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Master Currency loses SARS tax dispute

22 March 2013   (0 Comments)
Posted by: SAIT Technical
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By Amanda Visser (Business Day)

Executive summary

The SCA dismissed an appeal by Master Currency against a judgment by the Johannesburg Tax Court which dismissed an appeal against a revised VAT assessment. The company had assumed that no VAT was chargeable as it was operating the branches in a "duty free" area.

Full article

THE Supreme Court of Appeal this week dismissed an appeal by licensed foreign exchange dealer Master Currency against a revised VAT assessment for two of its branches in the duty-free area at OR Tambo International Airport.

The company had assumed that no VAT was chargeable as it was operating the branches in a "duty free" area. It argued this assumption was reinforced by complaints from foreign customers when charged VAT after exchanging the rand for other currencies.

However, the South African Revenue Service (SARS) disagreed with this interpretation, saying the fees received by the two branches for the October 2003 to January 2005 tax period at OR Tambo International Airport (then Johannesburg International) were subject to VAT.

SARS then issued a revised assessment and Master Currency took the matter to the Johannesburg tax court. The Supreme Court of Appeal on Wednesday upheld the decision by the tax court that the services rendered by Master Currency at the airport were indeed subject to VAT at the standard rate of 14% and could not be zero-rated.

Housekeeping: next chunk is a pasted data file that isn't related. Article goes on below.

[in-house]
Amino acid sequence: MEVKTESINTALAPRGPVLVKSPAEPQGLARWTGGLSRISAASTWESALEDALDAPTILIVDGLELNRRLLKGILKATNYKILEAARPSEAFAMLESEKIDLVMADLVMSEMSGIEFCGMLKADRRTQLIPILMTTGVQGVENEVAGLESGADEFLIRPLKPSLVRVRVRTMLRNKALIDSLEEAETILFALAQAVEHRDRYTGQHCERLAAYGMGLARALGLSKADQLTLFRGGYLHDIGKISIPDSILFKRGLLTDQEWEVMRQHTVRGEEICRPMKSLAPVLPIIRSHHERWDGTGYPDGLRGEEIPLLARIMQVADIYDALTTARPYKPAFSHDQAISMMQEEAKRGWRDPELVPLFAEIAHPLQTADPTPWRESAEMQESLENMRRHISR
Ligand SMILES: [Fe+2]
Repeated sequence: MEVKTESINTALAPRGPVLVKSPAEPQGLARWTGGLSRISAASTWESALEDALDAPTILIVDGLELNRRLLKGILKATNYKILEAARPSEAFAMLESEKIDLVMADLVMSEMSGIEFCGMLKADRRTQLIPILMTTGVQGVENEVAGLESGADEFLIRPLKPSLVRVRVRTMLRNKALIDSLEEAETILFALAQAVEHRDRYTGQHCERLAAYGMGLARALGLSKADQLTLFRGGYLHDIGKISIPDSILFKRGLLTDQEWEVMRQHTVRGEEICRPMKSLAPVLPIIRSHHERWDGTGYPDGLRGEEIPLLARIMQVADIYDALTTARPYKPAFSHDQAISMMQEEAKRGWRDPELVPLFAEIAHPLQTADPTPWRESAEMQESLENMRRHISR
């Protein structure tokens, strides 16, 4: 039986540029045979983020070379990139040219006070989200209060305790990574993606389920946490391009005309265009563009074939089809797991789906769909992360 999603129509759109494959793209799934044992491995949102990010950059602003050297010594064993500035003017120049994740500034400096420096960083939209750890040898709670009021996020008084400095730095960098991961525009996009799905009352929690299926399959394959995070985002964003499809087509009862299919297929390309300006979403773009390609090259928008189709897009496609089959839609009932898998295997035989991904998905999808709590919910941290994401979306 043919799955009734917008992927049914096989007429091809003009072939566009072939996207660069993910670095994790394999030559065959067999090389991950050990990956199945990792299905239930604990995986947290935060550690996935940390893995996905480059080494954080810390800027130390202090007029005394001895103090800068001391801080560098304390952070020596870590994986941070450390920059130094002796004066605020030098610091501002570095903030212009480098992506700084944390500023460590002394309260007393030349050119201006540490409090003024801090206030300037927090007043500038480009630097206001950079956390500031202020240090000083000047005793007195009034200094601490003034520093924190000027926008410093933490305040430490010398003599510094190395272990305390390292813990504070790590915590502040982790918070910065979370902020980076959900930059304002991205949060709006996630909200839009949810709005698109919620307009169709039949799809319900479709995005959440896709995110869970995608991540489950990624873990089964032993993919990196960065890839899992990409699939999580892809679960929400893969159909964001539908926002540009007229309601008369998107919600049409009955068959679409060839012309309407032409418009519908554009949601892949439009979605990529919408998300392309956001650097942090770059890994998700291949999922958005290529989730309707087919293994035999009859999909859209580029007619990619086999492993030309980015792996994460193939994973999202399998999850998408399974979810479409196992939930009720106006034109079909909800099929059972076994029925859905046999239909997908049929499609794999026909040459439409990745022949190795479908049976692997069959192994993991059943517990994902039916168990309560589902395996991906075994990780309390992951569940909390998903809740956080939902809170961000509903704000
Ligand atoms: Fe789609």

"Master Currency’s argument that (the VAT Act) does not apply to the supply of goods and services in the duty-free area is not based on any particular provision (in the act)," the appeal court found.

In its argument before the court, Master Currency had suggested the court take "judicial notice" of the "well-established fact" that there are duty-free areas at airports. However, the court found it to be an "excessively broad proposition" full of uncertainty as to the nature of duties and transactions. It said no reliable evidence was presented to support the proposition, especially not as far as services were concerned.

The court referred to section 7(1)(a) in the act, in which the levying of VAT "clearly applies" to the whole of SA, and since Master Currency did not show that it escaped liability from VAT through any "exemptions, exceptions, deductions and adjustments", it was subject to VAT too.

Master Currency was established with the assistance of Rennies Foreign Exchange and had initially used the latter’s point-of-sale systems, which levied VAT on transactions. In October 2003 it started using its own system, which allowed a branch to choose whether to charge VAT.



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